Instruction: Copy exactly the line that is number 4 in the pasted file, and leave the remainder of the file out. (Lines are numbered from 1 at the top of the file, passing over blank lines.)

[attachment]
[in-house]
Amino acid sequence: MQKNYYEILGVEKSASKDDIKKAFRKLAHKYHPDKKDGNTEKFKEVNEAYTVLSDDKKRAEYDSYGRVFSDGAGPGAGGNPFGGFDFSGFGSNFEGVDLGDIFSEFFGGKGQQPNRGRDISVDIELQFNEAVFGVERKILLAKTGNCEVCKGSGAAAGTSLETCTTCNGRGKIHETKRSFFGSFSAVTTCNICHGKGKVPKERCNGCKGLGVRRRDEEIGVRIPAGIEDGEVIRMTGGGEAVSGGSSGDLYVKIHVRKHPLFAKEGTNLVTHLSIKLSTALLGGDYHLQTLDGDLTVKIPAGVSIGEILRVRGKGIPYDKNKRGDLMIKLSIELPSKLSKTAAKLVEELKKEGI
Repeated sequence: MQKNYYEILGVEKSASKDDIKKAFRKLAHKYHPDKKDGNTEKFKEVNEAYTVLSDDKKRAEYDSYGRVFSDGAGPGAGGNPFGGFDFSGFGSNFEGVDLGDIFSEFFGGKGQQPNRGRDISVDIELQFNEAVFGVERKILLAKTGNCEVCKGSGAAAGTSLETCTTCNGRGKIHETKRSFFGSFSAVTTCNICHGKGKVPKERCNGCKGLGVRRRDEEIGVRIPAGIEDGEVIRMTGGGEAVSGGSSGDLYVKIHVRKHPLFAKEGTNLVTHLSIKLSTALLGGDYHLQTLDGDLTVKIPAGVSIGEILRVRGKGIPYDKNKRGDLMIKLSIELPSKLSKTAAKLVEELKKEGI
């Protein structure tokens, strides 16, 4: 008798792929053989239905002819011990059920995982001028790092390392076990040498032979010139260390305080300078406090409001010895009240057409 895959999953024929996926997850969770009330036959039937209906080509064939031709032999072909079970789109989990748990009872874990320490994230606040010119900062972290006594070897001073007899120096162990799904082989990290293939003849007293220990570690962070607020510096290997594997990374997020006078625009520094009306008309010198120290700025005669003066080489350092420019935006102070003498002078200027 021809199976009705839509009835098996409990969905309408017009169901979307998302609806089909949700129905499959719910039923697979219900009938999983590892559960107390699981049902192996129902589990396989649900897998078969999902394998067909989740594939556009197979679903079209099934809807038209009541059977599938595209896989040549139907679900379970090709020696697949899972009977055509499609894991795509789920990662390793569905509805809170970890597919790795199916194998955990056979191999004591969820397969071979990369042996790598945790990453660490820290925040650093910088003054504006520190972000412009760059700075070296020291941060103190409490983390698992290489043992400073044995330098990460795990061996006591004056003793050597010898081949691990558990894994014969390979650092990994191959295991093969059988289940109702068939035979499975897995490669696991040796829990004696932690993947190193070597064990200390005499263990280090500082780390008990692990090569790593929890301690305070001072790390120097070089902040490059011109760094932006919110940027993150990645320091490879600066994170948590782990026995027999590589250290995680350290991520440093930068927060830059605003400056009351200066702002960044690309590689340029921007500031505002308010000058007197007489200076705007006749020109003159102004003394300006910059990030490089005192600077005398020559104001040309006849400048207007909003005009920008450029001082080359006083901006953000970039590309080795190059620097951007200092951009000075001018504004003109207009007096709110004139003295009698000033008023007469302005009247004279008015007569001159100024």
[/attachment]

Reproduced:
């Protein structure tokens, strides 16, 4: 008798792929053989239905002819011990059920995982001028790092390392076990040498032979010139260390305080300078406090409001010895009240057409 895959999953024929996926997850969770009330036959039937209906080509064939031709032999072909079970789109989990748990009872874990320490994230606040010119900062972290006594070897001073007899120096162990799904082989990290293939003849007293220990570690962070607020510096290997594997990374997020006078625009520094009306008309010198120290700025005669003066080489350092420019935006102070003498002078200027 021809199976009705839509009835098996409990969905309408017009169901979307998302609806089909949700129905499959719910039923697979219900009938999983590892559960107390699981049902192996129902589990396989649900897998078969999902394998067909989740594939556009197979679903079209099934809807038209009541059977599938595209896989040549139907679900379970090709020696697949899972009977055509499609894991795509789920990662390793569905509805809170970890597919790795199916194998955990056979191999004591969820397969071979990369042996790598945790990453660490820290925040650093910088003054504006520190972000412009760059700075070296020291941060103190409490983390698992290489043992400073044995330098990460795990061996006591004056003793050597010898081949691990558990894994014969390979650092990994191959295991093969059988289940109702068939035979499975897995490669696991040796829990004696932690993947190193070597064990200390005499263990280090500082780390008990692990090569790593929890301690305070001072790390120097070089902040490059011109760094932006919110940027993150990645320091490879600066994170948590782990026995027999590589250290995680350290991520440093930068927060830059605003400056009351200066702002960044690309590689340029921007500031505002308010000058007197007489200076705007006749020109003159102004003394300006910059990030490089005192600077005398020559104001040309006849400048207007909003005009920008450029001082080359006083901006953000970039590309080795190059620097951007200092951009000075001018504004003109207009007096709110004139003295009698000033008023007469302005009247004279008015007569001159100024």